Early on the morning of July 2, the 1600 block of South 56th Street in southwest Philadelphia erupted with the sound of gunfire. It was so loud that Zahirah Muhammad threw himself under his bed. “I didn’t know if it was coming from the back street behind me or in front of me,” she recalled in an interview.
But a woman across the street knew. Around midnight, she saw a man dressed in black standing at the door of Joseph Wamah’s house. The man at the door loudly announced he was the police, then the sheriff, she said, and then he opened fire. The man burst through the door, she remembered; more shots rang out, and soon after the man ran out of the house and down the street.
The woman waited for the police to arrive, assuming neighbors would call 911. But more than an hour passed. So she called 911 herself, she said, and told everything to the dispatcher who answered.
But police never showed up.
On Monday, police officials in Philadelphia explained how the apparent error by a 911 dispatcher that morning meant the fatal shooting on South 56th Street was not known to authorities until the following night. By then, the man now suspected of killing Mr. Wamah had already committed one of the city’s deadliest mass shootings.
As police first revealed Sunday evening, after the 911 call early on the morning of July 2, a dispatcher sent officers to the wrong address — North 56th Street instead of South 56th Street, which is three miles away in a different police district As the police would later determine, Mr. Wamah was killed by the man who broke in the door. And the man charged in Mr. Wamah’s death is Kimbrady Carriker, who prosecutors said stalked the neighborhood the next evening wearing a mask and body armor, firing his assault-style rifle wildly and killing four people.
Arrested soon after, Mr. Carriker, 40, was charged with murder and other offenses and is now being held without bond.
The city’s police commissioner, Danielle M. Outlaw, said at a press conference that the discovery of the error “compounds the tragedy that has already occurred” and that it is under administrative investigation.
But she insisted that even if police had turned up at the correct address on July 2, Mr Wamah would probably have been dead by now. It was also not clear, she added, whether police could have prevented the massacre the next day. Although investigators have since obtained video footage of the shooter entering Mr. Wamah’s house, the man in the video was masked, officials said. They were able to link Mr Wamah’s killing to Mr Carriker by matching the shell casings at the scene to the gun Mr Carriker was carrying when he was arrested on July 3.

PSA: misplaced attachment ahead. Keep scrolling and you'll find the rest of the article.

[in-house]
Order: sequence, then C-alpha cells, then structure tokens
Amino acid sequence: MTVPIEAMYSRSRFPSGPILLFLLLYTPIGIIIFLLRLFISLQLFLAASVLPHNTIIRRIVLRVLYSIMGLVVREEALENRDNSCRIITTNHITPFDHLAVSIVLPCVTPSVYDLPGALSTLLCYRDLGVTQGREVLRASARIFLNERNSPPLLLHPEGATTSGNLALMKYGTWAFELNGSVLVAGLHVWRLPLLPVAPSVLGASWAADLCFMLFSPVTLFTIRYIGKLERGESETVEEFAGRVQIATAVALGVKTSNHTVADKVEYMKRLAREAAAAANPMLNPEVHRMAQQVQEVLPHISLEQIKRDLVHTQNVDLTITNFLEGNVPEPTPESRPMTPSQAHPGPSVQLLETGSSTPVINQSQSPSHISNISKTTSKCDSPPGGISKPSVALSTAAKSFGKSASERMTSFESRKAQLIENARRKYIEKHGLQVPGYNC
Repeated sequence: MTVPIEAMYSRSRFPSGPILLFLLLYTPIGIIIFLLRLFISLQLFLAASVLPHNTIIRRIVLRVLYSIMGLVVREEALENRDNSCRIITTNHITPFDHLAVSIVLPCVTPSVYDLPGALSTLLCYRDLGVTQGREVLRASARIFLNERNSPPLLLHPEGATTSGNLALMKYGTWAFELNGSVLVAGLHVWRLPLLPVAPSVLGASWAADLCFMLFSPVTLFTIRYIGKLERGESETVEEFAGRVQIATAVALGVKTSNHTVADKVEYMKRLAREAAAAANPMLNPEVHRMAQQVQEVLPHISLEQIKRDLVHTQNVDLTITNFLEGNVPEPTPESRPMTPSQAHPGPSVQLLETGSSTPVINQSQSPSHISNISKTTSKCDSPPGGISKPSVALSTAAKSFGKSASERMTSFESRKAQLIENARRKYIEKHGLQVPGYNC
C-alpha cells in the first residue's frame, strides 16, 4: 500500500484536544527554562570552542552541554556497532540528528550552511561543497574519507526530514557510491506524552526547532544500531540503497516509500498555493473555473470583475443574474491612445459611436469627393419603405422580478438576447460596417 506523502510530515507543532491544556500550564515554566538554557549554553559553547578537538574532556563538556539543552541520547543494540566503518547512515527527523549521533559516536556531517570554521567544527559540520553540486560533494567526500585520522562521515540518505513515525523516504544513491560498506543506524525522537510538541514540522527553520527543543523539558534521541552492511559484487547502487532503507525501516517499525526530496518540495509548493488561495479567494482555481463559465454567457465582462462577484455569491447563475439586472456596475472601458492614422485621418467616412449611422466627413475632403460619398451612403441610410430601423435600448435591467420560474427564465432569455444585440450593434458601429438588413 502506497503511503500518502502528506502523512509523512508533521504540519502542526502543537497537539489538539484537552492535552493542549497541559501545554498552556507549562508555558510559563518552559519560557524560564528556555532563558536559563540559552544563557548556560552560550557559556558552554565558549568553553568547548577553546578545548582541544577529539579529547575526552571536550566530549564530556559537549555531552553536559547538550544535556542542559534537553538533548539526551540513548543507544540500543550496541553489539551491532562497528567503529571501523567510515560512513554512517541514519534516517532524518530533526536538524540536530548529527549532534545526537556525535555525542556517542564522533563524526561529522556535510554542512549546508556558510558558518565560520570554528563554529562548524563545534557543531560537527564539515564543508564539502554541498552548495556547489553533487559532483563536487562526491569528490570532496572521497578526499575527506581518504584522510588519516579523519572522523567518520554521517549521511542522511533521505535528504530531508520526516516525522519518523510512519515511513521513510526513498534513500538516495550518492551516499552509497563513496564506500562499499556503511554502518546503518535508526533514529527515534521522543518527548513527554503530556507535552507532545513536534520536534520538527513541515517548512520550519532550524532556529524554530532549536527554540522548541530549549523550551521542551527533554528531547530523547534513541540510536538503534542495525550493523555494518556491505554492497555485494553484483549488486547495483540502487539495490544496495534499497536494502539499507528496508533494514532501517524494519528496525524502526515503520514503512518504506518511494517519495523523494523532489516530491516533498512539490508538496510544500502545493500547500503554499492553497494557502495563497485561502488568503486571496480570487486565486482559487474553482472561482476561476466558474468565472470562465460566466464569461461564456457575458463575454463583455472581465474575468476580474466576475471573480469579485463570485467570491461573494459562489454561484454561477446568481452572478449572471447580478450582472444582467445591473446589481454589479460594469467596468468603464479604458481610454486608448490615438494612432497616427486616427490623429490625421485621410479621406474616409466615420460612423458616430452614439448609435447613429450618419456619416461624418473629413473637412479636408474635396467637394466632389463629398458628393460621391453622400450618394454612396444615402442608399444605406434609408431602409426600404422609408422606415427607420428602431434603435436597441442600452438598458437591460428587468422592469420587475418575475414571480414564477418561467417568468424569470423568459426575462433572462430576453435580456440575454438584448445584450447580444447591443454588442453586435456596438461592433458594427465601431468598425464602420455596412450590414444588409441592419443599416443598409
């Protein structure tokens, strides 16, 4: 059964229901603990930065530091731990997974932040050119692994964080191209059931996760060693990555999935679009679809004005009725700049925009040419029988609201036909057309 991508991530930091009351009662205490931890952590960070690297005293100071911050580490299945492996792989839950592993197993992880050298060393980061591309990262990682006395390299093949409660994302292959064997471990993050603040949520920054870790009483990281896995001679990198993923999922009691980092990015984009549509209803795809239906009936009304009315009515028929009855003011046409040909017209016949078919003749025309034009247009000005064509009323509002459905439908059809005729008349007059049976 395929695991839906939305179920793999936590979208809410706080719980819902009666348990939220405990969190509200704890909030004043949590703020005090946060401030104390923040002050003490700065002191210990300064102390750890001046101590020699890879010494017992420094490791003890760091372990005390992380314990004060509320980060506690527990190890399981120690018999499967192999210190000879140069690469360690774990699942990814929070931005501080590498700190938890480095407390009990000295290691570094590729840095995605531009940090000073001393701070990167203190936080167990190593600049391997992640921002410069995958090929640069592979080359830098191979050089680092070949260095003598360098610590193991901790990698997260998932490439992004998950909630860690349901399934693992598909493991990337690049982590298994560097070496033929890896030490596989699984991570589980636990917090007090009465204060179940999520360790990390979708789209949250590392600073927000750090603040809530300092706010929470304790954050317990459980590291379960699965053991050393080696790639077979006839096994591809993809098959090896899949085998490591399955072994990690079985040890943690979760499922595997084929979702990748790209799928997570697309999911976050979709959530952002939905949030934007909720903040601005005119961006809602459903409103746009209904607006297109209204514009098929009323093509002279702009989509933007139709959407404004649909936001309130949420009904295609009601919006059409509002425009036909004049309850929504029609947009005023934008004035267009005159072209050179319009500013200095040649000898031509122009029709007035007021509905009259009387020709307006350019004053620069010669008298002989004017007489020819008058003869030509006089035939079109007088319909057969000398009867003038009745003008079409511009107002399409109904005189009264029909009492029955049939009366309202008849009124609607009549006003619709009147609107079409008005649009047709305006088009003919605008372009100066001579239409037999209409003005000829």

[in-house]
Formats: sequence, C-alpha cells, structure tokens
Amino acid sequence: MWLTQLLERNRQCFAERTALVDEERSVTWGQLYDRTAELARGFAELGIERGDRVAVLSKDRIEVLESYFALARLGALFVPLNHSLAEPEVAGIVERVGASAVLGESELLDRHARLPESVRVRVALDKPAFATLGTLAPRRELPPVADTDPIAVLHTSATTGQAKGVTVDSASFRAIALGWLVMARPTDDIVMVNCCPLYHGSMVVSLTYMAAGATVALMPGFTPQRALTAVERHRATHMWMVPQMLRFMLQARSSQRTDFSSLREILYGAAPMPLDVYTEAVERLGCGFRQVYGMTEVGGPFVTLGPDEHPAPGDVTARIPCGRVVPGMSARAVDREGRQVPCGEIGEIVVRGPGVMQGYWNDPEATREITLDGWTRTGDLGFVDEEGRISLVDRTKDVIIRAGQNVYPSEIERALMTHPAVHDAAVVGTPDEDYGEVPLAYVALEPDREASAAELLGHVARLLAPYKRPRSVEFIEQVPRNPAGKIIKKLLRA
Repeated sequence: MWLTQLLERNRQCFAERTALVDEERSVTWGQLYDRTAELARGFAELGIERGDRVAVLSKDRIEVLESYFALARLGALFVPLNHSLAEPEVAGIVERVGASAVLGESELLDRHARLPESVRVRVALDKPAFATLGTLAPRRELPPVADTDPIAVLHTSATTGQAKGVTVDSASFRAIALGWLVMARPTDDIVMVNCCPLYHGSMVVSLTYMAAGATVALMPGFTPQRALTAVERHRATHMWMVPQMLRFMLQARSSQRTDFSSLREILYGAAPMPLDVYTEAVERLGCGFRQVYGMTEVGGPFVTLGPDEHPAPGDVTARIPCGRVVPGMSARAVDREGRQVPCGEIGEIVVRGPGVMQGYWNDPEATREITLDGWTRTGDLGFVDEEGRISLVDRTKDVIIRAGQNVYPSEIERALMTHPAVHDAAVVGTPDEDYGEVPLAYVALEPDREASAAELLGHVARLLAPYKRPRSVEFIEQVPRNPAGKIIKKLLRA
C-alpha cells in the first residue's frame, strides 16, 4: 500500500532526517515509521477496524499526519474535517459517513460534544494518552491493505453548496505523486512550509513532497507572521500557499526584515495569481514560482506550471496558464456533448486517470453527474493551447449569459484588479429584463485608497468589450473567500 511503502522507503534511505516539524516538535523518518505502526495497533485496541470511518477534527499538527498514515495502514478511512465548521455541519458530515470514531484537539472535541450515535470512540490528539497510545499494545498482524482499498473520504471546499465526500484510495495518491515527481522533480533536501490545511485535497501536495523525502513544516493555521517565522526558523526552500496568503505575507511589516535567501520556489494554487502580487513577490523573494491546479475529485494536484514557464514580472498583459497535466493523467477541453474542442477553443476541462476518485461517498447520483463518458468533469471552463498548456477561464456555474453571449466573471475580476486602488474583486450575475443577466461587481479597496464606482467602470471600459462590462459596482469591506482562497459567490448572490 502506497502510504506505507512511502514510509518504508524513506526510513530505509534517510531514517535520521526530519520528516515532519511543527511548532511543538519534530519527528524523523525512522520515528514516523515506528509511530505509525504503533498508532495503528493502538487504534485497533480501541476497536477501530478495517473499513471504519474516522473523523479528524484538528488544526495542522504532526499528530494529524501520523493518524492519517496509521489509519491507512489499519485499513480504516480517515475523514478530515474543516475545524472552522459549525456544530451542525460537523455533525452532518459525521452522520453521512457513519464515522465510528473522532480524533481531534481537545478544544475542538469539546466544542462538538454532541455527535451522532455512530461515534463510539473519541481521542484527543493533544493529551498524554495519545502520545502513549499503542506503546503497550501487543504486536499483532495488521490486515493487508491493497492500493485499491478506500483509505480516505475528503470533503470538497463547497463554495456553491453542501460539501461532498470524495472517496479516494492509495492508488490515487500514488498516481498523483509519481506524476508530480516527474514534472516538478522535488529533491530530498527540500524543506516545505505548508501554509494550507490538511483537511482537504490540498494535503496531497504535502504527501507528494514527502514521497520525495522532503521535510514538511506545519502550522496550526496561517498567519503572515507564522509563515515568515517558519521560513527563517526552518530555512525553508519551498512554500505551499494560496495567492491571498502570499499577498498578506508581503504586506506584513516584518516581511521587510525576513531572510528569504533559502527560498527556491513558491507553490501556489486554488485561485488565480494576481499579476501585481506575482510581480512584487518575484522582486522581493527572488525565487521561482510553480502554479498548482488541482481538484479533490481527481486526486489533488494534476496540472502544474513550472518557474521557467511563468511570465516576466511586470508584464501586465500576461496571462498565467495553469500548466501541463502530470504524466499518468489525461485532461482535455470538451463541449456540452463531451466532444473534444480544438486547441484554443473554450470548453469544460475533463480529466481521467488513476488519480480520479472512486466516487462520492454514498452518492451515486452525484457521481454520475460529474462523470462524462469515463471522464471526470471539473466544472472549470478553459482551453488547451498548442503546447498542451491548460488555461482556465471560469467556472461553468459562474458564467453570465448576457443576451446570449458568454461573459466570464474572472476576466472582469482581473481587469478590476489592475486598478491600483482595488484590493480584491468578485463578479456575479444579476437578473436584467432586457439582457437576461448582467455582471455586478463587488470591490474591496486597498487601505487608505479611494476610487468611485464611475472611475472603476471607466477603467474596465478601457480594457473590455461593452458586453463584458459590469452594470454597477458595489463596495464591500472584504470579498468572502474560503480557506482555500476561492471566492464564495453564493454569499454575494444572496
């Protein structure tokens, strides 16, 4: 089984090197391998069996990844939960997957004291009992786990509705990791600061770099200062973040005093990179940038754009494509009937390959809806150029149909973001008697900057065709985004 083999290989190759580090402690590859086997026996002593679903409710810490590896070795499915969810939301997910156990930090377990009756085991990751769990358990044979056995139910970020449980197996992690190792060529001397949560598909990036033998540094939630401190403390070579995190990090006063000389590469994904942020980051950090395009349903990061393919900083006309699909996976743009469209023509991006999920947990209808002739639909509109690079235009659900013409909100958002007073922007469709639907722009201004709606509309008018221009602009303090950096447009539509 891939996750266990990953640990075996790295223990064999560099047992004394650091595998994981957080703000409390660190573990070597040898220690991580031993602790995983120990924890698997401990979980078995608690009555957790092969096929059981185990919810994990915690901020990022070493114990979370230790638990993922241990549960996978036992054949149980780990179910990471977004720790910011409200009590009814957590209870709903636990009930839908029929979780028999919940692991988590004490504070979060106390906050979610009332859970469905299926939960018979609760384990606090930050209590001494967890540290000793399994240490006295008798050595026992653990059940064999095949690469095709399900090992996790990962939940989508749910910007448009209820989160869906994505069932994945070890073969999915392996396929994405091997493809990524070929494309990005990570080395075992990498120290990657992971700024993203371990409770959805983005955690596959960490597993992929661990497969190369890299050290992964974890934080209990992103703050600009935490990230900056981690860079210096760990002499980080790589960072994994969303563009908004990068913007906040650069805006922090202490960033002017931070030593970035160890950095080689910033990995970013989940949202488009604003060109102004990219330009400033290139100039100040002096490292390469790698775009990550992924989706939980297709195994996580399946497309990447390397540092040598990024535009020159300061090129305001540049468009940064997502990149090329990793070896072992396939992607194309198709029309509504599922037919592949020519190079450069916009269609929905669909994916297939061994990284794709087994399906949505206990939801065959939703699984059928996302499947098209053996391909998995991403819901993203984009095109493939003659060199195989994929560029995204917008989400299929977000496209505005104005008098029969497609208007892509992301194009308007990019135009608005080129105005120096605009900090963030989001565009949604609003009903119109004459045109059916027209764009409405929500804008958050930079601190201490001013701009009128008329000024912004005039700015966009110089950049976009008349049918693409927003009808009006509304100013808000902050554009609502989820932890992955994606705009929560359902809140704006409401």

“While it may have given us an investigative lead, the likelihood of cutting that off or cutting off what happened next, we just don’t know,” Ms Outlaw said.
In the neighborhood, many were unconvinced. Even if the police had not immediately arrested Mr. Carriker, some said, they would have noticed that there was a killer in the neighborhood.
“They definitely could have prevented this,” said Nyshyia Thomas, 34, whose 15-year-old son, Dajuan Brown, was killed in the July 3 mass shooting. “I feel like the police department, the city of Philadelphia, has failed me.”
The woman, who said she called 911, identifying herself only as Nadirah in an interview Monday, said she made two calls and that at one point someone else, identified by police as a supervisor, called, asking her to confirm. the address But the confusion continued. The person on the phone told her officers were there, she said, but she didn’t see anyone.
“If they had come, they would have found him,” she said, speaking of Mr. Wamah, whose front door was still standing open when she spoke to 911. It was closed later that morning, she said.
At the news conference, Deputy Commissioner Frank Vanore explained how police later pieced together what happened. After the shooting on July 3, a family member went to check on Mr. Wamah and notified police after finding his body. While police initially did not know when Mr. Wamah was killed, they found the evidence linking him to Mr. Carriker and considered Mr. Wamah to be the fifth victim of the mass shooting.
But in the days that followed, the doctor concluded that Mr. Wamah had died long before the other victims of the mass shooting. Several people on the street also told detectives about the shooting early on July 2. The police looked at camera footage from Mr. Wamah’s house early Sunday morning, and they saw what the 911 caller reported: a man firing a gun and then entering the house.
Although the killing of Mr Wamah on July 2 appears to have been more targeted than the erratic shooting the following night, Mr Vanore said investigators had not yet found a prior relationship between Mr Wamah and Mr Carriker.
Mrs. Outlaw insisted that it was impossible to say how things might have turned out if officers had been sent to the correct address. However, she said, concerns about Mr Carriker could be raised by people who knew him, and who told police he had been acting erratically in the days before the massacre.
“We know there were some who were around the suspect before this happened who could potentially report some of the information that was known to them,” she said. “Maybe this could prevent this from happening. But, even then, we don’t know.”